Resettlement! Our province is enriched and embedded with stories about how our people were relocated over the years to mainland Newfoundland. Forced to move their families in search of a better life. Some welcomed the change and for some it was heartbreaking. I recently became somewhat fascinated by resettlement in our province. Not knowing much about it I am always intrigued by people who are knowledgeable on the topic. Port aux basques Marine Excursions and Mandy Ryan Francis and her husband have devoted their lives to the waters of the southwest coast of our island. Fishers for life and in the off season they run tours to the islands off the coast! Amazing right! I spoke with Mandy and I asked her to describe what they do….. now I def want to go! Here is what she had to say about what resettlement means to her business.
“Our Resettlements Grand Tour is a boat tour of the resettled communities along the coastline from Rose Blanche to Grand Bruit on the Southwest Coast of Newfoundland. This a full day (8 hour) interpretative excursion with visits to Petites, West Point, Grand Bruit and the still-active fishing community of La Poile”
“Points of interest along the way include two registered heritage structures: Bethany United Church in Petites (https://www.heritage.nf.ca/articles/society/bethany-united-church.php) , and the historic Rose Blanche Lighthouse (http://www.roseblanchelighthouse.ca/lighthouse.html?lh#a) . There are wildlife viewing opportunities all along the coastline such as sea birds, dolphins, orcas, whales, caribou and moose along the way.” That sounds pretty amazing to me for sure.
She also said that “This experience is truly authentic to the culture and the destination. Our tour guides are from La Poile, they know the communities, the people and the coastline. You will also fish for mackerel and/or cod (in season) along the way if you like”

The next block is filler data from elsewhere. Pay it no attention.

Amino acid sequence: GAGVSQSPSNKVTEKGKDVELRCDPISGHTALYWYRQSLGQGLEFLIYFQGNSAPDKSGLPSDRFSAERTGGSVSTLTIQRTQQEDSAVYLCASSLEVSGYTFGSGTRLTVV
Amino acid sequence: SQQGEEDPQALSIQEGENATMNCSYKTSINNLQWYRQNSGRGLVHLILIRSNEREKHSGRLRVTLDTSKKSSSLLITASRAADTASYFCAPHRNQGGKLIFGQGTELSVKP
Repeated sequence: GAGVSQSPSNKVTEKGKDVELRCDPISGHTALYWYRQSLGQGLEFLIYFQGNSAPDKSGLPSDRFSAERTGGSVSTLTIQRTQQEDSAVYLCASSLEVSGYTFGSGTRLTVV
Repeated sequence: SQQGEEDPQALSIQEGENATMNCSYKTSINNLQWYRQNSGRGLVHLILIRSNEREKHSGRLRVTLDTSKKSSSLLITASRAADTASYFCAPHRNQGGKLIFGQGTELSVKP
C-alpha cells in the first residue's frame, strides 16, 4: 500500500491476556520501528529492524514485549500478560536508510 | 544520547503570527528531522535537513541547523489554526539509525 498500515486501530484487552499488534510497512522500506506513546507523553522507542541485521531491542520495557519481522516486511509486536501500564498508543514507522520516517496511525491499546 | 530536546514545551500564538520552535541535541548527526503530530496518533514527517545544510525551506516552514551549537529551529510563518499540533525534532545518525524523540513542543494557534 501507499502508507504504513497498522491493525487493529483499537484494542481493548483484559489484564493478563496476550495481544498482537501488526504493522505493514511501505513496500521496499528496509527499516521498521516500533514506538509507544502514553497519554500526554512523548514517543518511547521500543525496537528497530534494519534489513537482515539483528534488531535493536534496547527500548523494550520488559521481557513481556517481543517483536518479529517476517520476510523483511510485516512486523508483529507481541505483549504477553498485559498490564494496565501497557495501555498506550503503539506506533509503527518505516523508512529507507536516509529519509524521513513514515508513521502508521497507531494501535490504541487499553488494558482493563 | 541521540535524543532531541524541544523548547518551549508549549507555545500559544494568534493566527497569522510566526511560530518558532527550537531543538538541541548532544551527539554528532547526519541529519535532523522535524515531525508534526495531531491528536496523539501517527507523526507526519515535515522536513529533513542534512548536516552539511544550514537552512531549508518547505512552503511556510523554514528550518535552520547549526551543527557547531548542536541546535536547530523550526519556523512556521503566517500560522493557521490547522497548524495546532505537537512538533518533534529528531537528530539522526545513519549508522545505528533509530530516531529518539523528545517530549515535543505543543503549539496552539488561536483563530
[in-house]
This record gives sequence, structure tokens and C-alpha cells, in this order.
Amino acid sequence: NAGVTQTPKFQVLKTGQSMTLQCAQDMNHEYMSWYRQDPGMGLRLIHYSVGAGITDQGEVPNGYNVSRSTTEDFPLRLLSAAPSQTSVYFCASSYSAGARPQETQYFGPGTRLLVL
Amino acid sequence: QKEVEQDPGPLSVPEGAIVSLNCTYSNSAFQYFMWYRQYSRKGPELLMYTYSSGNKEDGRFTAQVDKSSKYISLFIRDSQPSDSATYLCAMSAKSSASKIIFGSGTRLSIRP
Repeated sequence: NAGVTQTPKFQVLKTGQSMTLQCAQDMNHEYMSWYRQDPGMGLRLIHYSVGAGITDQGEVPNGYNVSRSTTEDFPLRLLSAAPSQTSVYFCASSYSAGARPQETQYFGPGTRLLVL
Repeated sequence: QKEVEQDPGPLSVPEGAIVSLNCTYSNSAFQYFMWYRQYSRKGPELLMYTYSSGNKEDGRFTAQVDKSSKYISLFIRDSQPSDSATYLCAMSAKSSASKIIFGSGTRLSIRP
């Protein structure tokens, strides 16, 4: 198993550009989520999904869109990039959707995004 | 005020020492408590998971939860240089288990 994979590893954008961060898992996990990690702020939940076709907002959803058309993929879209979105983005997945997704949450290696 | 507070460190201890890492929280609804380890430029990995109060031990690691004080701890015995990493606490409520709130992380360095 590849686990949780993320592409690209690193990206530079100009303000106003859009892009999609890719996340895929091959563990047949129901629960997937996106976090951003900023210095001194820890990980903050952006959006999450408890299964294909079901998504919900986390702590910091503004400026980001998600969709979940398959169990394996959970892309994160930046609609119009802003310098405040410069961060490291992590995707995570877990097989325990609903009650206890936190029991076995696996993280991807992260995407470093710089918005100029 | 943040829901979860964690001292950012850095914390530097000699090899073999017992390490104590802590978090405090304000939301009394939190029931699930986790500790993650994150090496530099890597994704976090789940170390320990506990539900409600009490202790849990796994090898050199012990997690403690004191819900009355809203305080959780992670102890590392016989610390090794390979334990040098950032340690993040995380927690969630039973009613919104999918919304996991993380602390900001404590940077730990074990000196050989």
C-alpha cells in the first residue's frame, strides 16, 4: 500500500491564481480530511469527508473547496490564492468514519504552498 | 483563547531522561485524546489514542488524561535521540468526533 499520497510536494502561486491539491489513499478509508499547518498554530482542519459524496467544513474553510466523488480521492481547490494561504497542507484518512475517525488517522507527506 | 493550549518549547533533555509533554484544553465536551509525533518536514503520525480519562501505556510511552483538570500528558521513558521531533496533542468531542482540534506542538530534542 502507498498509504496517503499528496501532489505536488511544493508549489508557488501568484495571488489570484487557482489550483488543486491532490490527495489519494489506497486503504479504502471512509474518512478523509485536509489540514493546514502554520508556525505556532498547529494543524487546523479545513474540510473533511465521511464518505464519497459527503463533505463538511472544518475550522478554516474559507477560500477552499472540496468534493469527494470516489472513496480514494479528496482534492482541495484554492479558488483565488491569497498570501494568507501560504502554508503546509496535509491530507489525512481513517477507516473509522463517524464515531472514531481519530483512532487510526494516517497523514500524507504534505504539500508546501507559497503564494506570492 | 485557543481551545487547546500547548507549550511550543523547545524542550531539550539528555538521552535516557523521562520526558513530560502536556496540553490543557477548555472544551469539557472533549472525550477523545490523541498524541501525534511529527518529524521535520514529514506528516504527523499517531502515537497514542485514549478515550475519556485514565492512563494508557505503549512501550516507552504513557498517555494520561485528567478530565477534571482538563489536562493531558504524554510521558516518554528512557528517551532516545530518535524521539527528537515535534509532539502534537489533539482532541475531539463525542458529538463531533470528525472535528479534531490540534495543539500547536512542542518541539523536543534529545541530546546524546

Their lead skipper George, is a seasoned commercial fisherman. When he’s not in the wheelhouse of our tour boat, the Miss Georgia, he is fishing for lobster, halibut and cod fish. His son Andy also fishes commercially and is also is our tourism interpreter and qualified second skipper. Both are quick at spotting wildlife and sea life. From the start of your tour right the end, your complete satisfaction is our goal. George and Andy love to answer your questions.
Their tour boat Miss Georgia, was custom-built with your comfort in mind. It can accommodate up to eight passengers and two crew. What do you need to bring? Only a thirst for adventure and some lunch for the day. If you’re interested in something extra, they can arrange a traditional lobster boil on the rocks. That sounds like a day trip to me.
They typically would tour the south coast and visit these 4 communities along the way with some stories to share with the tourists… or locals. Lol
The community of Petites once held a population of over 200 people in 1946. The main industry was fishing. A Gothic revival church is centrally located in the community with open doors for visitors. Petites was abandoned almost entirely in 2003 through the government-assisted Resettlement Program. Homes and other structures are now falling victim to harsh weather conditions. Sadly, the time for seeing the community as it once was is growing very short.
Grand Bruit, a fishing village divided in the middle by a waterfall, was resettled in 2010. It is peppered with brightly coloured homes whose paint is beginning to dull. Many people from here continue to visit their home during the fair weather months. The United church here is also open to visitors, and a walk through this beautiful place is a photographer’s dream. Here, on the wharf, we have a lunch before departing for La Poile.